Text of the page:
Back to school, back to thumbs: Editorial

The kids are back in class at our local schools and a new political campaign season is underway, so we have our thumbs out and ready to go.

Thumbs-up: To last week’s community workshop for rebuilding the Los Altos Community Center. The Aug. 19 event drew a sizable crowd of residents who shared their ideas on what should be built not only at the community center, but also on the entire 18-acre civic center site. It was a nice effort by the city in bringing the community together.


Adventures in hugging: No Shoes, Please

A couple of months ago, a friend recommended that I go see Mata Amritanandamayi Devi, or, as she’s better known, Amma, the “Hugging Saint” of India. Amma (“Mother”) was on a U.S. tour at the time and had been scheduled for several Bay Area appearances. I was vaguely familiar with Amma’s work, having seen a “60 Minutes” piece on her several years ago. In a nutshell, Amma hugs people: impoverished people, people in the aftermath of a natural disaster, people who need emotional support for any reason, dramatic or mundane.


Preserve Los Altos parks: Other Voices

Los Altos parks are gems, offering our kids an active alternative to computers and video games and our seniors an oasis of tranquility and beauty.


Letters to the Editor

Consider cost of community pool

The Los Altos Pool Foundation flier paints an attractive picture of a community pool but omits one key fact: the cost.

Pool enthusiasts base their presentation on Menlo Park’s Burgess Pool, which is leased to an outside firm that assumes sole financial responsibility for operation, maintenance and expenses (including locker rooms and showers) and utilities including electrical, gas and water.


Letters to the Editor

Complaints about changes unwarranted

I think that the constant complaining about the hard work, economic investment and growth in Los Altos is so unwarranted.

Having traveled across the western parts of our country this summer, I saw many towns that have not changed since the 1950s. They were sad places to be – stagnant, historical maybe, but with little benefit for their community.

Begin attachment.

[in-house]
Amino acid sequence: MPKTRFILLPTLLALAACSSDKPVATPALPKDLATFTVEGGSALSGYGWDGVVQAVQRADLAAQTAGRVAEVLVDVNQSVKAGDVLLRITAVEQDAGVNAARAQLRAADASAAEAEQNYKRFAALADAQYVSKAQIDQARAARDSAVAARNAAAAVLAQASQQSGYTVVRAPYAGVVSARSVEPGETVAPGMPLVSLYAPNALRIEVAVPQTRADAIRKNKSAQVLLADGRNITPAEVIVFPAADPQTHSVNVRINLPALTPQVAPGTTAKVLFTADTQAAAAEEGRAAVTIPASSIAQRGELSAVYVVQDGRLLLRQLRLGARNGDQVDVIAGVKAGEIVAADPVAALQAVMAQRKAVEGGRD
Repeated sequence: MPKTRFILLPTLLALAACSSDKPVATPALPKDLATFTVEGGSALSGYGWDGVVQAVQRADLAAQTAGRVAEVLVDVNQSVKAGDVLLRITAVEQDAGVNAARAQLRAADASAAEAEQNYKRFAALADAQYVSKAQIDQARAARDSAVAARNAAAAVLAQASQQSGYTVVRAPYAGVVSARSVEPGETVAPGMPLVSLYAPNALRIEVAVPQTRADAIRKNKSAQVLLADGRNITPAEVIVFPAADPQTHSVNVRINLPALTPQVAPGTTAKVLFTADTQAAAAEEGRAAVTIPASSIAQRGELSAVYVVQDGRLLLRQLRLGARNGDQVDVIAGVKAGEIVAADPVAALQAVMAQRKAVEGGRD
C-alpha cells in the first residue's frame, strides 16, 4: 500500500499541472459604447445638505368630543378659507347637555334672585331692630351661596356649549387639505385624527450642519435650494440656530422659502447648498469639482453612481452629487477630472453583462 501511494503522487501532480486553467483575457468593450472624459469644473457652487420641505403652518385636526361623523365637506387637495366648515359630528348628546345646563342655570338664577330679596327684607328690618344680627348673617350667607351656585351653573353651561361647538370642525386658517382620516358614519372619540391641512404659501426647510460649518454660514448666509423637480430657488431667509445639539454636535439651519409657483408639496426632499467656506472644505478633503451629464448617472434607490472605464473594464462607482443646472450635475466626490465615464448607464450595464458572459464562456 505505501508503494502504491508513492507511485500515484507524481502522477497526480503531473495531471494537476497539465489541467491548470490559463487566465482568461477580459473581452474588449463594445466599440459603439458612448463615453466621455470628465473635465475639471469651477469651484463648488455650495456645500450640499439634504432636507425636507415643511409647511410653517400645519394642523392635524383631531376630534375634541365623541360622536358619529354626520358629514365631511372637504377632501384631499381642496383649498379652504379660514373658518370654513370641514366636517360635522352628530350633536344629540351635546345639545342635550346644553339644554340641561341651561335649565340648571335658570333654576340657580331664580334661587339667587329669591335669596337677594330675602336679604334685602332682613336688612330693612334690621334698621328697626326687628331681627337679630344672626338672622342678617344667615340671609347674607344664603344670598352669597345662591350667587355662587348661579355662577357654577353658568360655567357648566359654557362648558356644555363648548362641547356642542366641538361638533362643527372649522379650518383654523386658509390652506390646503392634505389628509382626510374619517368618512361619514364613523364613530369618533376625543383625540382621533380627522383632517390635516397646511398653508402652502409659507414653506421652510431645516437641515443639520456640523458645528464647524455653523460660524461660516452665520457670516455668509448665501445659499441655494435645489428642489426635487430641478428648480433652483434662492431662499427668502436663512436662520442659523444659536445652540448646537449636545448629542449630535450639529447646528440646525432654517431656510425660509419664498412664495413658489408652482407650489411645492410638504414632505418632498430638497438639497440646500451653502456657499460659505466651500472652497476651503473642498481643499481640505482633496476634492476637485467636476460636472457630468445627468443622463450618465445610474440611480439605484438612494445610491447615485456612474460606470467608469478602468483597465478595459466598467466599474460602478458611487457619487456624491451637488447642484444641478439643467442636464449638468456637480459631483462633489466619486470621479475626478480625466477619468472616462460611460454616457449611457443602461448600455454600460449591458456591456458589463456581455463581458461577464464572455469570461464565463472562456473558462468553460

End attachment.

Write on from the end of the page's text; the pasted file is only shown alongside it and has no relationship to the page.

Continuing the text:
Whom can you trust?: Haugh About That?

Waving my pink poodle skirt with all the fervor of a matador preparing to tease a raging bull, I blinked my 20-year-old eyes and gave a come-hither look to indicate, “I’m ready!” Little did I know that the blind trust I had in this moment of divine faith would be shattered with one short twirl.

In 1972, I was spreading my theatrical wings in the musical “Mame” at the University of San Francisco. Wildly dancing the jitterbug under intense lighting, the routine was perfectly choreographed, from the flip of my blond curls to the syncopated tap in my toes. We’d practiced the number flawlessly over and over, but as Murphy’s Law would have it, there are exceptions to any given rule.


Really, why the, eh, consolidation?

The recent merger (consolidation?) of the newly formed Friends of Los Altos (FOLA) and the 14-year-old civic organization Los Altos Neighborhood Network (LANN) left us puzzled.

A July 28 press release, which did not state plainly that the merger folded LANN into FOLA, gave the vague reason that the deal was in the “best interests of the community.” In fact, the move appears to be in the best interests of three former Los Altos councilmen, David Casas, Ron Packard and Lou Becker. Members of both boards, the three essentially made the merger happen.


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